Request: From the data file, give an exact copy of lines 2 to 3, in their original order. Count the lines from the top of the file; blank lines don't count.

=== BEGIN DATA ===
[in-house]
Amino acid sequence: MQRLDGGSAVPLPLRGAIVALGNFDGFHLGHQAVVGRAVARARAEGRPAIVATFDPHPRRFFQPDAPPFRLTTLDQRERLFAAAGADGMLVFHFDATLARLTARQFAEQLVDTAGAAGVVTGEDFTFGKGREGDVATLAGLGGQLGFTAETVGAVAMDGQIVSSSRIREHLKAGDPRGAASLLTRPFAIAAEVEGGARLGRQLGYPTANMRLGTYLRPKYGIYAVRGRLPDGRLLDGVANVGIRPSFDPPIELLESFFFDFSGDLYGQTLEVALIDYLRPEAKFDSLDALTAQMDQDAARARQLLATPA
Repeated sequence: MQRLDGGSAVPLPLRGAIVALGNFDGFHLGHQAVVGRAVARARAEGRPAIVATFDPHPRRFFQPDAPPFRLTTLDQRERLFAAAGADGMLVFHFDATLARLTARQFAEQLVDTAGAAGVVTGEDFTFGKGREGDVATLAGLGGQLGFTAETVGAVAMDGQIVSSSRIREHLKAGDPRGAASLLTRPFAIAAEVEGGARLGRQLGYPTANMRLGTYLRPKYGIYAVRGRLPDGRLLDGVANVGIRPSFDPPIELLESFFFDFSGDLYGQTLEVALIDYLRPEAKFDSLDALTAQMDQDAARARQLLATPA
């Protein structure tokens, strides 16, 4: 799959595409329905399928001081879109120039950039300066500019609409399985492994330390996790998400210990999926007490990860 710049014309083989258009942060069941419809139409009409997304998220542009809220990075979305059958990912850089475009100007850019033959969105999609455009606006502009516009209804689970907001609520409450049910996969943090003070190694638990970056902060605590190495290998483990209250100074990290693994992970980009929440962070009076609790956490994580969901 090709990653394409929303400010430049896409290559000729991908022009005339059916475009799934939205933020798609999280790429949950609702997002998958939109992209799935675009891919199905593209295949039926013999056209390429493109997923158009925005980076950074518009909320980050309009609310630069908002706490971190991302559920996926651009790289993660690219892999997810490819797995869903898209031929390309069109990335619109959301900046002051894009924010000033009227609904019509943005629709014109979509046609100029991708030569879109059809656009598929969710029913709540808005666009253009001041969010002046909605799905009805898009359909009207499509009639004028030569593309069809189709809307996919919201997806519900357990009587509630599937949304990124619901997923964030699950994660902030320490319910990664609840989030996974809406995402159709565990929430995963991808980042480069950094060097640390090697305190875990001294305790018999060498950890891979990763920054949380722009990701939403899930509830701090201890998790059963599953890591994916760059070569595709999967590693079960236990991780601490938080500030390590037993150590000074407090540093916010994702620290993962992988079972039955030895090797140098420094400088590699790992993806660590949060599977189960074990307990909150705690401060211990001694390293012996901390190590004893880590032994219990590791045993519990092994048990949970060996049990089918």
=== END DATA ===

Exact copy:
Amino acid sequence: MQRLDGGSAVPLPLRGAIVALGNFDGFHLGHQAVVGRAVARARAEGRPAIVATFDPHPRRFFQPDAPPFRLTTLDQRERLFAAAGADGMLVFHFDATLARLTARQFAEQLVDTAGAAGVVTGEDFTFGKGREGDVATLAGLGGQLGFTAETVGAVAMDGQIVSSSRIREHLKAGDPRGAASLLTRPFAIAAEVEGGARLGRQLGYPTANMRLGTYLRPKYGIYAVRGRLPDGRLLDGVANVGIRPSFDPPIELLESFFFDFSGDLYGQTLEVALIDYLRPEAKFDSLDALTAQMDQDAARARQLLATPA
Repeated sequence: MQRLDGGSAVPLPLRGAIVALGNFDGFHLGHQAVVGRAVARARAEGRPAIVATFDPHPRRFFQPDAPPFRLTTLDQRERLFAAAGADGMLVFHFDATLARLTARQFAEQLVDTAGAAGVVTGEDFTFGKGREGDVATLAGLGGQLGFTAETVGAVAMDGQIVSSSRIREHLKAGDPRGAASLLTRPFAIAAEVEGGARLGRQLGYPTANMRLGTYLRPKYGIYAVRGRLPDGRLLDGVANVGIRPSFDPPIELLESFFFDFSGDLYGQTLEVALIDYLRPEAKFDSLDALTAQMDQDAARARQLLATPA